Need to prune your FLF plant? Here’s how to propagate a fiddle leaf fig from stem cuttings!
Love plants? Plant propagation is an easy way to get free new plants. I love propagating plants and fiddle leaf figs are some of my favorites.
Fiddle leaf figs (ficus lyrata) are notoriously hard to keep alive. The most important thing is to find a spot they like – with indirect light through a window – and leave them there!
Rotate the pot but don’t move it to a new spot unless necessary. These trees grow best in one happy place!
Also check for air vents – AC or heat blowing right on them can cause brown spots on the leaves.
I water my Fiddle leaf figs once a week until water runs out the drainage holes in the bottom. Never let it sit in water without drainage – it will make the root ball get mushy.
But, every so often I like to take cutting from my fiddle leaf fig plants!
I do a big chop of my tall plants once a year but take cuttings from my smaller, bushy fiddle leaf whenever I feel like it 🙂
What Is Fiddle Leaf Fig Propagation?
Propagation is the act of taking a piece of an existing plant and turning it into a rooted cutting which then can grow to be a new plant.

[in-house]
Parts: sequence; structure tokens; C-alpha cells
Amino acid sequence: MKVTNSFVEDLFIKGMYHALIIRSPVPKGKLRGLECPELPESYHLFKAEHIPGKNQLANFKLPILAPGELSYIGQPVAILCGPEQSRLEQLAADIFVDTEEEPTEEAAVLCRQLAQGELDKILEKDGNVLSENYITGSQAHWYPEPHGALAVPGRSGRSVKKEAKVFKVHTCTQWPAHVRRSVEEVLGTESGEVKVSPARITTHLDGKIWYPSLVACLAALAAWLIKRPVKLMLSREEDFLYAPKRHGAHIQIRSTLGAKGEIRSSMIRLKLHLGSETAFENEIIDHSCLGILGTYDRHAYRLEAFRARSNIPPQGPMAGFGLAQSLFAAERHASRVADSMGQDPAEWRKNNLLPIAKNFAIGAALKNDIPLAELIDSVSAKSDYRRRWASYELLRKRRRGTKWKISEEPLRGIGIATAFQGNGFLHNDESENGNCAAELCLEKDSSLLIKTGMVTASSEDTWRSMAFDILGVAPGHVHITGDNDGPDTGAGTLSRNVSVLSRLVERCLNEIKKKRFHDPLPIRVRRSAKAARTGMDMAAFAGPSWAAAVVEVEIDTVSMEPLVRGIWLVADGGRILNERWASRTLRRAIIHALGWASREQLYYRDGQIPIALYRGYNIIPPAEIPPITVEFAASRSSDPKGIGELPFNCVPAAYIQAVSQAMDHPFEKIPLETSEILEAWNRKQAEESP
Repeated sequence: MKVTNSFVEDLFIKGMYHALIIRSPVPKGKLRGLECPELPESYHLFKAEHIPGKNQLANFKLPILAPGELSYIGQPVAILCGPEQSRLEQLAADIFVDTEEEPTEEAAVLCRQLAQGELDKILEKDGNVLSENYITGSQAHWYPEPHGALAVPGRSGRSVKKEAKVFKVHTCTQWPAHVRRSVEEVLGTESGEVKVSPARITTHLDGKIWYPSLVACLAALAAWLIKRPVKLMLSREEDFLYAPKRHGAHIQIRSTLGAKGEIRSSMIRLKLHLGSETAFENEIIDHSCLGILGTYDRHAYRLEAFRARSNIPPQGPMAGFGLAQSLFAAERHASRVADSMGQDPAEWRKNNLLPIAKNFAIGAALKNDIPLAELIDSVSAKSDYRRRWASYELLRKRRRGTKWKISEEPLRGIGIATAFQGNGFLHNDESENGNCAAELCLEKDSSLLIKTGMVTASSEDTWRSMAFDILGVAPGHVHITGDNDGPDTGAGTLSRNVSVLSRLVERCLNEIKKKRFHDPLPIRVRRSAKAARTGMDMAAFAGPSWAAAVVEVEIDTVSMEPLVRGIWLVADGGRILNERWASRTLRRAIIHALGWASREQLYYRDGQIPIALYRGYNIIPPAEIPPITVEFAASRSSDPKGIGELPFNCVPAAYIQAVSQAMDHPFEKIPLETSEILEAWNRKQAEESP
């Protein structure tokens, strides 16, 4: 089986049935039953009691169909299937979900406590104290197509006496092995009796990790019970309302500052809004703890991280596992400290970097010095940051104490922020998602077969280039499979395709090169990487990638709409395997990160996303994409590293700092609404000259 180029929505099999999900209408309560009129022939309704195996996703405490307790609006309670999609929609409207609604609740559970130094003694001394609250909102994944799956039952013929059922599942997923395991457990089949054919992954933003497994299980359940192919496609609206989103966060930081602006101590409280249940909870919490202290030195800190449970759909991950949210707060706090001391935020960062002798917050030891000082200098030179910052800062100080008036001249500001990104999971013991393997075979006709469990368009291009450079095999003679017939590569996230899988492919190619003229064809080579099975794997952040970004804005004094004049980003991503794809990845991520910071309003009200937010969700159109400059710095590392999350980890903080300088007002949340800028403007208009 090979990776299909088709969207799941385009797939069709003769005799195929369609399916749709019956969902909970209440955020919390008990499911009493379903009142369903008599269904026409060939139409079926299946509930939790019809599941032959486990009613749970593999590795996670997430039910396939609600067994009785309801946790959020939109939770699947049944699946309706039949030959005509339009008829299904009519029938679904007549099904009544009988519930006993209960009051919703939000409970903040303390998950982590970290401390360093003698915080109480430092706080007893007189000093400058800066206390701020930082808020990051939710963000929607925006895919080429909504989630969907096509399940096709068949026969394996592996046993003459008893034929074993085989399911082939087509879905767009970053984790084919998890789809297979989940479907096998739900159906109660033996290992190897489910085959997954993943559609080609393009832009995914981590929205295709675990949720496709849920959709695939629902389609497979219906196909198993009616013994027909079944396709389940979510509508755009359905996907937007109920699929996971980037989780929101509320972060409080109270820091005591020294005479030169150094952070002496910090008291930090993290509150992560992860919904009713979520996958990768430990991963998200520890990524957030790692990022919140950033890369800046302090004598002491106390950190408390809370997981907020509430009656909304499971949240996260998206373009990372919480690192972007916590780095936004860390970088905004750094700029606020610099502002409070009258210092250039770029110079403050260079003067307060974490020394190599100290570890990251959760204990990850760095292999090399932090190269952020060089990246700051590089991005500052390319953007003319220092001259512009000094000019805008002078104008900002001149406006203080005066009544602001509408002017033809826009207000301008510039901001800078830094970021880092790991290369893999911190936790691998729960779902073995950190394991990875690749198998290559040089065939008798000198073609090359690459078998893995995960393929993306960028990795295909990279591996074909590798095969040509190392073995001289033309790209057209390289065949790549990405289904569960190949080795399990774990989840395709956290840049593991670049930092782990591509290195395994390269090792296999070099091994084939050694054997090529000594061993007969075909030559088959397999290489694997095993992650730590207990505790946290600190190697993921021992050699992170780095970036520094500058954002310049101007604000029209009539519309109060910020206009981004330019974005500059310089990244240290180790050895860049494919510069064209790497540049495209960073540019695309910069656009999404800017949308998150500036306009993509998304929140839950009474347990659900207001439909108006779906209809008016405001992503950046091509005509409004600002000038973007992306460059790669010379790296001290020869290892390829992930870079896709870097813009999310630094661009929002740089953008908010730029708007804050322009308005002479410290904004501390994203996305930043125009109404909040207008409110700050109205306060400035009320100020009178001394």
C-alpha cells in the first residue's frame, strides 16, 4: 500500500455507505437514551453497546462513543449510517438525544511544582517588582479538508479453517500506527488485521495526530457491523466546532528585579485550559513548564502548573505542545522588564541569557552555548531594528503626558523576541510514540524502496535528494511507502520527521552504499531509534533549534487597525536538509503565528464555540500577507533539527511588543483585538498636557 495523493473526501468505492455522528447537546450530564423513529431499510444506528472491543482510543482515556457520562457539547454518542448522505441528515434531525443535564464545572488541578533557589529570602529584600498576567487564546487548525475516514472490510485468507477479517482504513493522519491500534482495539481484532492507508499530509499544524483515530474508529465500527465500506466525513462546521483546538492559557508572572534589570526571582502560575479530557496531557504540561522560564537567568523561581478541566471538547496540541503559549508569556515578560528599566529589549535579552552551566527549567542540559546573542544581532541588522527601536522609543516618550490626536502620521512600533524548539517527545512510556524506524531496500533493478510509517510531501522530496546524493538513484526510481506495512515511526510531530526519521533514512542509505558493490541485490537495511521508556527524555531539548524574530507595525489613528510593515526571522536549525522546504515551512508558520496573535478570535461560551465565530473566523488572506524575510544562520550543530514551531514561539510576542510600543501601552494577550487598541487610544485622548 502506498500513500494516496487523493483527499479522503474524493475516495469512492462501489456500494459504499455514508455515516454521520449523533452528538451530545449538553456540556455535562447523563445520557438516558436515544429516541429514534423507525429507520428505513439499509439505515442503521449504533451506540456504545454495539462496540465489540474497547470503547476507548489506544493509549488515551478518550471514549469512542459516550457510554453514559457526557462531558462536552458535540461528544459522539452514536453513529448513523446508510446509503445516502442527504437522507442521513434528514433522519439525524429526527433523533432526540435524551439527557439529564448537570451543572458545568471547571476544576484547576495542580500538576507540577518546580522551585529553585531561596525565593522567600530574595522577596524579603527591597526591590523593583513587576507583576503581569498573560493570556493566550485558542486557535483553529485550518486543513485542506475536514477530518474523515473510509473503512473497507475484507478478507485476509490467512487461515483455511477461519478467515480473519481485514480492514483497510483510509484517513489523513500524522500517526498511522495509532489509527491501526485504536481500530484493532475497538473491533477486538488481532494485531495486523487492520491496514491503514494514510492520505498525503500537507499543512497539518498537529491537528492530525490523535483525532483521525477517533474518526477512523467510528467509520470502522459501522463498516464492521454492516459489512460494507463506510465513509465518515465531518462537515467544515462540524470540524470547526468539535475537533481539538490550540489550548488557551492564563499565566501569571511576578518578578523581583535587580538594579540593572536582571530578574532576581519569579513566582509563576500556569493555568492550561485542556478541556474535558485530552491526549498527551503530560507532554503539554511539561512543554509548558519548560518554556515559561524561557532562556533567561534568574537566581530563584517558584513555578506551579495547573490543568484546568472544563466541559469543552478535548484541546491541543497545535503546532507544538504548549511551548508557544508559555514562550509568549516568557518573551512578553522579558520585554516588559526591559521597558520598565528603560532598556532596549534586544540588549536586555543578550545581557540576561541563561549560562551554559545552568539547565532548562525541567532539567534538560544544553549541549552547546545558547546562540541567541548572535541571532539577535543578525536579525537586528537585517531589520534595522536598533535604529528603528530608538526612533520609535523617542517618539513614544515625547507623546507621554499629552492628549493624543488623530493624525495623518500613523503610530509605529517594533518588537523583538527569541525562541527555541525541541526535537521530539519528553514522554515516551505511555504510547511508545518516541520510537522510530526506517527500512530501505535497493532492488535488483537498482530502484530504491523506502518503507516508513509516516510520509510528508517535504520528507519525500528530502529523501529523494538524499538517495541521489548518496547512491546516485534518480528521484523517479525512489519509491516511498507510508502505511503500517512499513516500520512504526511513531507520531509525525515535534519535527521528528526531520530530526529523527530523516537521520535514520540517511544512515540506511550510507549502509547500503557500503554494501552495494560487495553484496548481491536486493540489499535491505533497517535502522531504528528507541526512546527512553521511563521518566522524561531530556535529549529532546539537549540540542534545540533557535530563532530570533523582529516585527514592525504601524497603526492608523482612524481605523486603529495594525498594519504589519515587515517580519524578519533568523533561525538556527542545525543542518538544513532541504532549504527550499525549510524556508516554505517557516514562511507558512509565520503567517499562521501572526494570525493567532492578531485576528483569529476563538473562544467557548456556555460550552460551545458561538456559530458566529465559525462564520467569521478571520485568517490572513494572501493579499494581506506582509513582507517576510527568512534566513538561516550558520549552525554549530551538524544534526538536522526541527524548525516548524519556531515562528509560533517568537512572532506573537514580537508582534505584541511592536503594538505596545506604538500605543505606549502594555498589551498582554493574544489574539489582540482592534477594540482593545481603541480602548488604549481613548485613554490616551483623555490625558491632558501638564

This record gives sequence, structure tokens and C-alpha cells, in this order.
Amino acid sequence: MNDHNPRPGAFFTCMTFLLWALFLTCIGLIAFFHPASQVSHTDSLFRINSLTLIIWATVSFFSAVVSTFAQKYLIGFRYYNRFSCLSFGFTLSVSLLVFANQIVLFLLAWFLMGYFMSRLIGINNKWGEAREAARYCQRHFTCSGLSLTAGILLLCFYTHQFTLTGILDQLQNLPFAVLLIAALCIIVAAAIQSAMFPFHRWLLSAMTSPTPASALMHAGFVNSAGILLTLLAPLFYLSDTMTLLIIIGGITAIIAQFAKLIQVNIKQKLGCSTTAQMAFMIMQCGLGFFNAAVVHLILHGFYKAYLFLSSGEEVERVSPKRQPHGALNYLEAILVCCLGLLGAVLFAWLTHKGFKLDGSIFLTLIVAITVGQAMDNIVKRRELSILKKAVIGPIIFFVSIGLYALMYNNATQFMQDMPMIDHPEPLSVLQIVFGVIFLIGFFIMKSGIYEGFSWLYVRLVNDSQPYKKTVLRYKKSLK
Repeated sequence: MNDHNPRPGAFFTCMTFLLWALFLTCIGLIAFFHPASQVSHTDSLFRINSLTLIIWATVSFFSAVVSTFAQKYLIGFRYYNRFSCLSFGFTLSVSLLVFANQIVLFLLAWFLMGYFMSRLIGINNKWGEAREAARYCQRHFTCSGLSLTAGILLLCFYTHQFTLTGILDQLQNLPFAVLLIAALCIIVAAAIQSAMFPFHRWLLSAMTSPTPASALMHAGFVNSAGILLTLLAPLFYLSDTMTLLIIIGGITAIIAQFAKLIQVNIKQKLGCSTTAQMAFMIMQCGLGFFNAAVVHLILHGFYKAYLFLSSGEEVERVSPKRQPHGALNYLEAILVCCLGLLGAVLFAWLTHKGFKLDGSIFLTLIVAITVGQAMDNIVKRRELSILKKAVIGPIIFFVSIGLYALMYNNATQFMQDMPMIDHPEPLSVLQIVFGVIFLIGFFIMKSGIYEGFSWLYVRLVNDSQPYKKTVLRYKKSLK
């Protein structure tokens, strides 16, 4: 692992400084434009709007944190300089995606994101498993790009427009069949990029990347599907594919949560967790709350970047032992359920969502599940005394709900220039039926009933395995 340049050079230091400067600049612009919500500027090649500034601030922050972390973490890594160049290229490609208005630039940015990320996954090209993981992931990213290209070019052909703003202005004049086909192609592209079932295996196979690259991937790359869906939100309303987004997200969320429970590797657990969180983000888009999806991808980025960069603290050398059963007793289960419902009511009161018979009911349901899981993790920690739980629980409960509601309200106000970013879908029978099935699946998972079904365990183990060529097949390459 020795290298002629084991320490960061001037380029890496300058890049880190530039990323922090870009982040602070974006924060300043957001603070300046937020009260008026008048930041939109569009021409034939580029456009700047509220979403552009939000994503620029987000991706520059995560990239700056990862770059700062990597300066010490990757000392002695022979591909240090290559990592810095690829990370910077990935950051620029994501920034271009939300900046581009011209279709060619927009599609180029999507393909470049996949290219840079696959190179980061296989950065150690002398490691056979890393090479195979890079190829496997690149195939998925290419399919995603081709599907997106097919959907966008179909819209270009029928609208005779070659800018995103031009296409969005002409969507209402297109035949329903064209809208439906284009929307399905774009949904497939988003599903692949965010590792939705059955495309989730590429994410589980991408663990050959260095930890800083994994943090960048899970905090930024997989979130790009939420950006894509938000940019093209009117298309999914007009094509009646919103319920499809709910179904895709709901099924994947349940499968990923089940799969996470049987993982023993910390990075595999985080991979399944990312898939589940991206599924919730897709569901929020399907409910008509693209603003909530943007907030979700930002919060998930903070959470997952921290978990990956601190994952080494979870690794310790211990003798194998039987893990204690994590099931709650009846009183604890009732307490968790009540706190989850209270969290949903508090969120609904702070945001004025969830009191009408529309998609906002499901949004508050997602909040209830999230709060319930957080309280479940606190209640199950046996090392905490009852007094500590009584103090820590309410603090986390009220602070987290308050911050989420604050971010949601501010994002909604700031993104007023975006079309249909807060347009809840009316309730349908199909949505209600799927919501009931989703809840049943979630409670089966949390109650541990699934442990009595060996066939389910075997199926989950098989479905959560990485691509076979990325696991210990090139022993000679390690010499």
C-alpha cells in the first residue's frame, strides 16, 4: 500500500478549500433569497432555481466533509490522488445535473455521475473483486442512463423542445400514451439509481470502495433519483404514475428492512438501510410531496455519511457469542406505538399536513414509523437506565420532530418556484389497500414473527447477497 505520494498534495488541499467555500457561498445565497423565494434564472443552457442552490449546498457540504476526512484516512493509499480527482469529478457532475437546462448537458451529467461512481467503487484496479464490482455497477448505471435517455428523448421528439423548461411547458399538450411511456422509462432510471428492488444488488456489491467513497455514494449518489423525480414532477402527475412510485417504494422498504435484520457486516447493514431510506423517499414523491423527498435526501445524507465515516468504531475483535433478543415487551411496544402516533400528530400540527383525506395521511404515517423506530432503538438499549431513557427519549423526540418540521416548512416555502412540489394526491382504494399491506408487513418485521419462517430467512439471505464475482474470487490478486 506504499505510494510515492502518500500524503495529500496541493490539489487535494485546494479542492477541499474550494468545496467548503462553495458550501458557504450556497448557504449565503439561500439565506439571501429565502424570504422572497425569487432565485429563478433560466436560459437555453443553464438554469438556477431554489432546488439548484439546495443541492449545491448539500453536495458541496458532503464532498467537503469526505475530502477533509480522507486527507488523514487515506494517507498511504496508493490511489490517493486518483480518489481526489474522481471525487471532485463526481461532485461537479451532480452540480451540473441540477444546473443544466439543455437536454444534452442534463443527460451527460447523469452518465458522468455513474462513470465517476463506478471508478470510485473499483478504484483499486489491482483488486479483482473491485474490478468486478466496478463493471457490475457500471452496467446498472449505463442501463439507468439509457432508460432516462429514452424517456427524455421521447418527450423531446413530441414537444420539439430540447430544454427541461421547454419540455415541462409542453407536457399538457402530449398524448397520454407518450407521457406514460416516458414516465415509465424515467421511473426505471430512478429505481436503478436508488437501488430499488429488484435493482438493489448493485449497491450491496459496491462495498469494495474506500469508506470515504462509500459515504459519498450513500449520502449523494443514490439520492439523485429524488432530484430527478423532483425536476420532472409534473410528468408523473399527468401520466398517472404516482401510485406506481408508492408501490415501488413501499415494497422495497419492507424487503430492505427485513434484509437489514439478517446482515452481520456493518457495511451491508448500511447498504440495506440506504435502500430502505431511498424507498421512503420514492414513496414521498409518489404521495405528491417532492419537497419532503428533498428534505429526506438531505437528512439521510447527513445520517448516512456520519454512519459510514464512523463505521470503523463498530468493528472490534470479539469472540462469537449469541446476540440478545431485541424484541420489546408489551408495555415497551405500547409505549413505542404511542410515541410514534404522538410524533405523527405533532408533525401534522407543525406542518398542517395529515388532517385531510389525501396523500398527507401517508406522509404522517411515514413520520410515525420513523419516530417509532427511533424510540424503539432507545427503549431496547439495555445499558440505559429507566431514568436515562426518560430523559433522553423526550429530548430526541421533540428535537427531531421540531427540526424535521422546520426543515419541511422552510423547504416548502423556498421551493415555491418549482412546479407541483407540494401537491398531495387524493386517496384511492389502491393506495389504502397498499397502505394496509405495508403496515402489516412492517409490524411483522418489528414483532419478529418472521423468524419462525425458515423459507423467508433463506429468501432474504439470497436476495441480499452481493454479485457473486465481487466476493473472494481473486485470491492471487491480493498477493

The main way to propagate a fiddle leaf fig tree is by taking a cutting from the stem.
The benefits of taking Fiddle Leaf Fig cuttings
There are a few benefits to taking cuttings of your fiddle leaf fig.
- It keeps plants from getting too tall – we have a FLF tree that keeps touching our 8 foot ceilings! I have to cut it back or it will be cramped.
- It encourages plants to branch – usually, when you cut a stem, one or more branches grow from just below your cut.
- You get free plants – the cutting can then be rooted in water or soil and will grow it’s own root system and become a new plant!
More Fiddle Leaf Fig content:
- Fiddle leaf fig care guide
- How to propagate a fiddle leaf fig from stem cuttings
- Why are my fiddle leaf fig leaves turning brown?
- Why are my fiddle leaf fig leaves turning yellow?
- What to do when your fiddle leaf fig gets too tall